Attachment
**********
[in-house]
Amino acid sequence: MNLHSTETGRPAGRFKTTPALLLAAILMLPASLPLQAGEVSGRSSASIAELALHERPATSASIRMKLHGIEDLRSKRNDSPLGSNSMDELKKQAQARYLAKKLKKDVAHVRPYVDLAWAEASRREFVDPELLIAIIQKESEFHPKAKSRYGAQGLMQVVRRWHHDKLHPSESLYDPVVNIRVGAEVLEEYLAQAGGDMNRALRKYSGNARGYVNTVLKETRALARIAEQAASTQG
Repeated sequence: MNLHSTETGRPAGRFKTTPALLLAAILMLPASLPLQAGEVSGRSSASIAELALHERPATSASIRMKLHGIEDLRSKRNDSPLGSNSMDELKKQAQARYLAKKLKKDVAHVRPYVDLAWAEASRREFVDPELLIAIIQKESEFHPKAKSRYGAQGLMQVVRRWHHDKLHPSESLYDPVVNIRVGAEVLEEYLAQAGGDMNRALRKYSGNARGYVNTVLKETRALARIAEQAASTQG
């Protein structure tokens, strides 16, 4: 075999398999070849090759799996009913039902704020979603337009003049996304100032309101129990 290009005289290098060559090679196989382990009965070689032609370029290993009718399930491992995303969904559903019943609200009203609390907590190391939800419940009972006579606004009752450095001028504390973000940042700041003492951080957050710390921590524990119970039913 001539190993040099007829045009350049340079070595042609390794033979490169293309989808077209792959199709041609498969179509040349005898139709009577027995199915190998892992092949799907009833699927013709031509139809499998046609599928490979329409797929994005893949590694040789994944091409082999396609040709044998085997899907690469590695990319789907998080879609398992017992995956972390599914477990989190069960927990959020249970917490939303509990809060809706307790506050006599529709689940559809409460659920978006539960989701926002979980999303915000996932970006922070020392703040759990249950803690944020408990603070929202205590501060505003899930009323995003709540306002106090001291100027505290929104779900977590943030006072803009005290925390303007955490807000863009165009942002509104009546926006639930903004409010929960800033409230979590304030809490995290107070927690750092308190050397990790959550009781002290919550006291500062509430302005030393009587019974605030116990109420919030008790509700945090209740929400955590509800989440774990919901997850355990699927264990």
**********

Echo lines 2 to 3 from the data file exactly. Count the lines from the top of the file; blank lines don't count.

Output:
Amino acid sequence: MNLHSTETGRPAGRFKTTPALLLAAILMLPASLPLQAGEVSGRSSASIAELALHERPATSASIRMKLHGIEDLRSKRNDSPLGSNSMDELKKQAQARYLAKKLKKDVAHVRPYVDLAWAEASRREFVDPELLIAIIQKESEFHPKAKSRYGAQGLMQVVRRWHHDKLHPSESLYDPVVNIRVGAEVLEEYLAQAGGDMNRALRKYSGNARGYVNTVLKETRALARIAEQAASTQG
Repeated sequence: MNLHSTETGRPAGRFKTTPALLLAAILMLPASLPLQAGEVSGRSSASIAELALHERPATSASIRMKLHGIEDLRSKRNDSPLGSNSMDELKKQAQARYLAKKLKKDVAHVRPYVDLAWAEASRREFVDPELLIAIIQKESEFHPKAKSRYGAQGLMQVVRRWHHDKLHPSESLYDPVVNIRVGAEVLEEYLAQAGGDMNRALRKYSGNARGYVNTVLKETRALARIAEQAASTQG